Groups of guys all dating the same girl? (Chronic Homiehopping - Dating or Relationship material, I'm unsure.)

Admittedly, I am asking this out of sheer curiosity from what I've seen and also having a boy I liked date his friend's ex. (Yes, I was/am jealous - Please don't get on my case because I admit it.) I've noticed that groups of guys - ESPECIALLY nerdy guys - have a habit of recycling girlfriends. Usually, it's one girl who isn't necessarily stunning in looks or personality. She'll date one dude for a fairly-long time - sometimes well over a year - then start dating his best friend for a while, then ANOTHER guy in the group, or his best friend.

I've seen it in other groups and it happened with the guy that I like - I am pretty sure she dumped him for one of his close friends, the guy I liked. To be honest, she wasn't that outstandingly pretty and when I had class with her (or saw her in other situations), she never had anything really interesting to say. Not saying that I'm better, but I've modeled and have a very fun, magnetic personality. I've noticed that the other pass-around girlfriends aren't always necessarily stunning in mind or body as well. I understand that beauty is subjective and that this is insecurity talking but I've even asked other people who agreed. Please pardon my being judgmental, but it took a while to get over it and I need a real answer.

I've talked about it wither other people who have seen it and agree that it happens most among "loser"/low-status social groups but no matter how much I google it, my searches are fruitless. No one seems to have any specific remarks in relation to this.

I would GREATLY appreciate it. I promise that I am not superficial, but I truly want to know about the underlying processes. If someone I dated for a long time then dated someone I was close with, I would feel betrayed and incessantly think, "Well, what were YOU thinking all along?"

*Cue Weezer and temporary depression*


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What Guys Said 1

  • we can agree that nerds are smart, right? we can agree that they are down to earth? when something is good/great, everybody wants it right? most likley, this girl, your arch nemesis, is a great person. from the standpoint of nerds, yea having a bombshell girlfriend would be fantastic, but 'what if she dumps me for meathead over there.' if you're going to question the relationship, it's not a good foundation. nerds tend to think in terms of math. a hot girl is an indeterminate variable. they like to know, and when it can't be known, well it's best to steer clear. have you ever watched 'a beautiful mind'? it might answer some questions.

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    • I wouldn't describe her as an archnemesis ha ha that is going WAY too far, although she was involved in an incident prior in relation to me that was um... Really bad. I'm not traditionally hot, either, and I am definitely down-to-earth, despite what this post might indicate. I am legitimately curious about it as a phenomenon and I assure you that other chronic homie-hoppers I've seen were FAR from down-to-earth and blatantly f***ed with people's feelings, but that isn't everyone!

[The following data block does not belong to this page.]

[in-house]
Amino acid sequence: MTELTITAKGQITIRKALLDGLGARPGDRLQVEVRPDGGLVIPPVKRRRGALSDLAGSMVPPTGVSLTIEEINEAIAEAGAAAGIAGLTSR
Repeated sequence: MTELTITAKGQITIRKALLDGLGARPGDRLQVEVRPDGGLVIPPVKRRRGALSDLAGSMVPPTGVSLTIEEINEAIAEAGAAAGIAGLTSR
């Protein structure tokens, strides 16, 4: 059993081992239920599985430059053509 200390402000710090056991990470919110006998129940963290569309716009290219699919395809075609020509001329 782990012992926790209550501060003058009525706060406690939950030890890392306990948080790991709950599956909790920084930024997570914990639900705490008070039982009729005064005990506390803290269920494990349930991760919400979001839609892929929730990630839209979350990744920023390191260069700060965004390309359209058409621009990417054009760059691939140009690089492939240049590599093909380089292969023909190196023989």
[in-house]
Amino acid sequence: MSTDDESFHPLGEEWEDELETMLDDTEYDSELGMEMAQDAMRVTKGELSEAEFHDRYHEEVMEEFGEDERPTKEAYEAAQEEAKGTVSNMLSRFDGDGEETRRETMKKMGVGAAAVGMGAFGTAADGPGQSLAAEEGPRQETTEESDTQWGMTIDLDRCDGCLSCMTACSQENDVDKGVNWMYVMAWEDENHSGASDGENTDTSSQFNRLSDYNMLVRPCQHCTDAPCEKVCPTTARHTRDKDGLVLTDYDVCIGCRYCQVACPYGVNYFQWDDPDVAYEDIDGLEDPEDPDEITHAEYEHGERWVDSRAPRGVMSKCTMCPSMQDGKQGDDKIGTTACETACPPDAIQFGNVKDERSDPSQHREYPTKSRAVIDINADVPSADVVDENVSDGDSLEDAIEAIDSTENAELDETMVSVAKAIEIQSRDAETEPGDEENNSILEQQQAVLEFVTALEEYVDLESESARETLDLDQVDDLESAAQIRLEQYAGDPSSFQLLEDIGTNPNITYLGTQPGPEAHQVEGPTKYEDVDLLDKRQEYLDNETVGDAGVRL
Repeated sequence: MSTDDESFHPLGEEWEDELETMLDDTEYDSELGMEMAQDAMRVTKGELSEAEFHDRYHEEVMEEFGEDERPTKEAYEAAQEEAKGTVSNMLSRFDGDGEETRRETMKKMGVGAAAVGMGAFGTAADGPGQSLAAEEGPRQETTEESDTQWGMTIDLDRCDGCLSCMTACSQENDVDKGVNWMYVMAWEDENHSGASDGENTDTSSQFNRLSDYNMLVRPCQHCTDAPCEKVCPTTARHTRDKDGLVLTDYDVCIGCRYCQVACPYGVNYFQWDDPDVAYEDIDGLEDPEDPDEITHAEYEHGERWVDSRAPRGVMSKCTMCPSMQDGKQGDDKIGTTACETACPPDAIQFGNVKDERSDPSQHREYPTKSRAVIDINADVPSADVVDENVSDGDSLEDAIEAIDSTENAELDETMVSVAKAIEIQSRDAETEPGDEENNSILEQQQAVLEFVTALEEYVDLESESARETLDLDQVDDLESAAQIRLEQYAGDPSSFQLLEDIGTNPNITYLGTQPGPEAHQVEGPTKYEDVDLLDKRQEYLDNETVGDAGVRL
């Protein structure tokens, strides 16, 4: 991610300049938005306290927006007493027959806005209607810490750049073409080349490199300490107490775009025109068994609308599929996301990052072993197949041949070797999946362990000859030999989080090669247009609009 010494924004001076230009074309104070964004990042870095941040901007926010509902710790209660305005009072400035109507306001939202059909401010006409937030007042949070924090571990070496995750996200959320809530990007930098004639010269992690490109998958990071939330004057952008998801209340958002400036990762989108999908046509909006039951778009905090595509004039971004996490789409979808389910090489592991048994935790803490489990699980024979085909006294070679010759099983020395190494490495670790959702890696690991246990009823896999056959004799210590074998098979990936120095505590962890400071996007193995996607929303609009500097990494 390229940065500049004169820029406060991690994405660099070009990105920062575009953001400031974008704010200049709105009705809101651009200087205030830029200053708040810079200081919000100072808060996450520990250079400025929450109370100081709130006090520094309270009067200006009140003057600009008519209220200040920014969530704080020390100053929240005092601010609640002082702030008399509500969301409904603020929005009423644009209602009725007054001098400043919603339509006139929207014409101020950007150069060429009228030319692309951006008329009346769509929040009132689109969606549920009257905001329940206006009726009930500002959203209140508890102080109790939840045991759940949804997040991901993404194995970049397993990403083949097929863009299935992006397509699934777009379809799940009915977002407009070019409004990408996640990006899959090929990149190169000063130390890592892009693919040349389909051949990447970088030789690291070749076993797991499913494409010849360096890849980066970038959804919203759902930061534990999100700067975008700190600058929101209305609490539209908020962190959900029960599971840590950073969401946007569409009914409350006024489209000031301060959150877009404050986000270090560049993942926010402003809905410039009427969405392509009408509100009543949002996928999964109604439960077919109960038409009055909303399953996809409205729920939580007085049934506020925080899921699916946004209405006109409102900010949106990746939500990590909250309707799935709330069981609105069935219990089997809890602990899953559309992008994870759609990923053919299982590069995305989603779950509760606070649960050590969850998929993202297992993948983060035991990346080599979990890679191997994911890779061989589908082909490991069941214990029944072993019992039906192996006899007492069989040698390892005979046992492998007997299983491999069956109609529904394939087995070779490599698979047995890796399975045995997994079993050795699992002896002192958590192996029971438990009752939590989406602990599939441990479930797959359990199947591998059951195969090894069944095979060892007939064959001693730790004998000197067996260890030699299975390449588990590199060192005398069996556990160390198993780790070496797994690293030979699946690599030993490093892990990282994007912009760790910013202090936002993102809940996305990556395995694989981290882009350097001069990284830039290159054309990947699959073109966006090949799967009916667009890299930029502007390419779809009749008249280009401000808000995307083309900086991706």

• some groups, it's like a toy.you can't have it until I'm done. some groups, sure you can play with it, but it's still mine. nerds know the value of a good person/friend. and generally speaking aren't cut-throat. I was out of the scene by the time homie hoppers came about. there's only really 2 reasons why a girl is popular. 1. she puts out. 2. she's a great person. if she's pretty but a terrible personality, she may appear popular because of the dirt she has on her followers.

What Girls Said 1

  • I saw this happen with kids when I was in HS, but it was the POPULAR crowd that recycled GF's. Like other poster said, they get to hang out with this girl as friends, see how cool she is, and secretly develop feelings. Then when the couple breaks, someone else is naturally going to ask her out. This changes after HS quite a bit when y'all start meeting new people.

    By the way, this statement, ("Not saying that I'm better, but I've modeled and have a very fun, magnetic personality.") Is ABSOLUTELY sounding conceited. If you want to make a statement like "Not saying that I'm better", then just say it. Don't follow it up with all the reasons you THINK you're better. That's right, you only THINK you're better, you have no idea what her story or journey is, so don't be judging others. Totally kills your argument when you say stuff like that, learn to be humble.

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    • Whoa, I wasn't saying I was better - I just understand that I'm a nice person and a good catch. (I have high self-esteem, as I believe that everyone should.) Who knows? Maybe she's modeled and has a charismatic personality as well. I realize that I don't know her journey/story and overlooked the offense that was previously committed against me. Aaaahhh, why am I bothering? This is the f***ing internet!

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